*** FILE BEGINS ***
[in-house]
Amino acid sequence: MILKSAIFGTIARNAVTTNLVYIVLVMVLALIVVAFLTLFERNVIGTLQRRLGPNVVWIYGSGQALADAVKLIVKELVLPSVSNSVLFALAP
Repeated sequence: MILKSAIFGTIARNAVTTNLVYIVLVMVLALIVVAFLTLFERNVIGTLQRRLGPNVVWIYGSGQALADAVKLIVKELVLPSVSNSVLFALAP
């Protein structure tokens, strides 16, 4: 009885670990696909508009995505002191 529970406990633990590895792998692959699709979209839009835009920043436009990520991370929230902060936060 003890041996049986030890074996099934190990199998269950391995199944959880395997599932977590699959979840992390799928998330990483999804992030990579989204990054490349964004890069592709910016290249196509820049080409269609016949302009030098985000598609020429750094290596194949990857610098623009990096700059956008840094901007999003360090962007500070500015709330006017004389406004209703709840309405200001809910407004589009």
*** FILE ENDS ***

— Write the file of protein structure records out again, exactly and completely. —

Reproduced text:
[in-house]
Amino acid sequence: MILKSAIFGTIARNAVTTNLVYIVLVMVLALIVVAFLTLFERNVIGTLQRRLGPNVVWIYGSGQALADAVKLIVKELVLPSVSNSVLFALAP
Repeated sequence: MILKSAIFGTIARNAVTTNLVYIVLVMVLALIVVAFLTLFERNVIGTLQRRLGPNVVWIYGSGQALADAVKLIVKELVLPSVSNSVLFALAP
């Protein structure tokens, strides 16, 4: 009885670990696909508009995505002191 529970406990633990590895792998692959699709979209839009835009920043436009990520991370929230902060936060 003890041996049986030890074996099934190990199998269950391995199944959880395997599932977590699959979840992390799928998330990483999804992030990579989204990054490349964004890069592709910016290249196509820049080409269609016949302009030098985000598609020429750094290596194949990857610098623009990096700059956008840094901007999003360090962007500070500015709330006017004389406004209703709840309405200001809910407004589009």